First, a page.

Posted by Joan Hanna on October 12, 2016 in Blog
Arab American students at Cleveland State University participated in a get out the vote event on Monday, October 10th, one day before Ohio’s registration deadline. The voter registration drive was held in collaboration with AAI’s Yalla Vote campaign, CSU’s Student Government Association (SGA), Arab Student Union, Black Student Union, Muslim Student Association, and Alpha Phi Alpha (Cleveland chapter). “The idea,” said Malek Khawam, a Senior at CSU and current SGA President, “was to reach all segments of our diverse campus.” They did just that.
This was part of a larger campaign, which combined their school mascot, the Vikings, with GOTV efforts encouraging millennials to participate in the electoral process, called “Vike the Vote.” Samia Shaheen, who is a sophomore studying International Relations at CSU, volunteered at the Yalla Vote table. “The entire event consisted of helping Cleveland State students register to vote, providing them with voting information, and helping them update necessary information required for voting. Many students were already registered, but there were also many students who were unsure about the registration process and/or didn’t know how or where to begin, so it was extremely fulfilling to be able to assist them in that.” Khawam added, “we found the event to be effective because the diverse group of student volunteers attracted a diverse population of the campus. We ended up registering a little over 100 individuals, and close to 400 attended the event and received samples of their ballots and their polling location.”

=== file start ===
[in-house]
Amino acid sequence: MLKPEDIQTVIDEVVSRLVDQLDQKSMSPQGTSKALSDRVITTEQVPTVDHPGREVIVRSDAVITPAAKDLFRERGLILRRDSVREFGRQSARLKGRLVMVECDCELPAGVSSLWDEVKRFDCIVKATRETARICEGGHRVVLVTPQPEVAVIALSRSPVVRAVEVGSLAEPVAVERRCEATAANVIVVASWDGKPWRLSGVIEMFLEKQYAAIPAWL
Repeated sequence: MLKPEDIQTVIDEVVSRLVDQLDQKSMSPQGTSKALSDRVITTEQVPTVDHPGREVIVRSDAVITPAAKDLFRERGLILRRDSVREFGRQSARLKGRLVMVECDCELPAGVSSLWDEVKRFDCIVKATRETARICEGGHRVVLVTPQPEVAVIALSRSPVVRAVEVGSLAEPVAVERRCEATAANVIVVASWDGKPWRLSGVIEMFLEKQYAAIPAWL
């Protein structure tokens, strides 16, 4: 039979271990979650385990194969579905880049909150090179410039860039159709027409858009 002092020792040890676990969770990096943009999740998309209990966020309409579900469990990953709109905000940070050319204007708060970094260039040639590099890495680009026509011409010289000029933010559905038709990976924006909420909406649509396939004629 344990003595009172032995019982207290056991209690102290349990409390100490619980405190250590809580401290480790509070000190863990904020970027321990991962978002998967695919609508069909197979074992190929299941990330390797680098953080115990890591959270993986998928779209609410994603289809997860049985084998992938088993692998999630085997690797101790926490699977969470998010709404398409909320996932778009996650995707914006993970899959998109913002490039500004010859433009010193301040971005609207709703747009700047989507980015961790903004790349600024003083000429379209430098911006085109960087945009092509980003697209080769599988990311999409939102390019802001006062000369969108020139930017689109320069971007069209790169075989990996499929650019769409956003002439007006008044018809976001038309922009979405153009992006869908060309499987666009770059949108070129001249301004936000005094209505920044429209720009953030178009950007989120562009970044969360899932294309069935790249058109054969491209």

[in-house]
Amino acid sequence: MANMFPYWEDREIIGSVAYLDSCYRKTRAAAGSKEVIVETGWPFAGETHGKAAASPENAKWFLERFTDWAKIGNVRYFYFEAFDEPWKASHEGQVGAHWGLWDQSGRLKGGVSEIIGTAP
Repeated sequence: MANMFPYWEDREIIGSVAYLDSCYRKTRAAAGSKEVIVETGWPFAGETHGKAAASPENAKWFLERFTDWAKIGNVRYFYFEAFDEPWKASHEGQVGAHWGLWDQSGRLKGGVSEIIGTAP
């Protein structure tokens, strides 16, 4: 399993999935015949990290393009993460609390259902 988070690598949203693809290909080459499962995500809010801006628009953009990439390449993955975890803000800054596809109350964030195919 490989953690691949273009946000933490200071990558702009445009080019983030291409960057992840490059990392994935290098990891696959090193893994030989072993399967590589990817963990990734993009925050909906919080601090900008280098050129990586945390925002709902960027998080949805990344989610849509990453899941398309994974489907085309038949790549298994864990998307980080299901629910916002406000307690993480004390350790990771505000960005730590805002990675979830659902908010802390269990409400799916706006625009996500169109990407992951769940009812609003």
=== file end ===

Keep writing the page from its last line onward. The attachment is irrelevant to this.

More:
After the event ended, both students reflected on why voting matters, especially in this election cycle. Khawam mentioned how important inclusivity is. “It was incredible to see the diversity in our student volunteers and attendees. It's imperative that minorities and groups that feel they are underrepresented are using their voice in the political process and not exiting the political process." Shaheen agreed and commented on how local participation can translate into national political power. “Exercising one’s right to vote is the most basic civic duty one has, and it’s really up to millennials to embrace this power. This 2016 election is so important and will shape our country in many ways, so by registering others to vote, you are not only encouraging political involvement but more importantly, civic involvement. Not to mention, considering Ohio’s significance in being a battleground state during elections, it is vital that Ohioans know the importance of their vote and the impact it plays on election results.”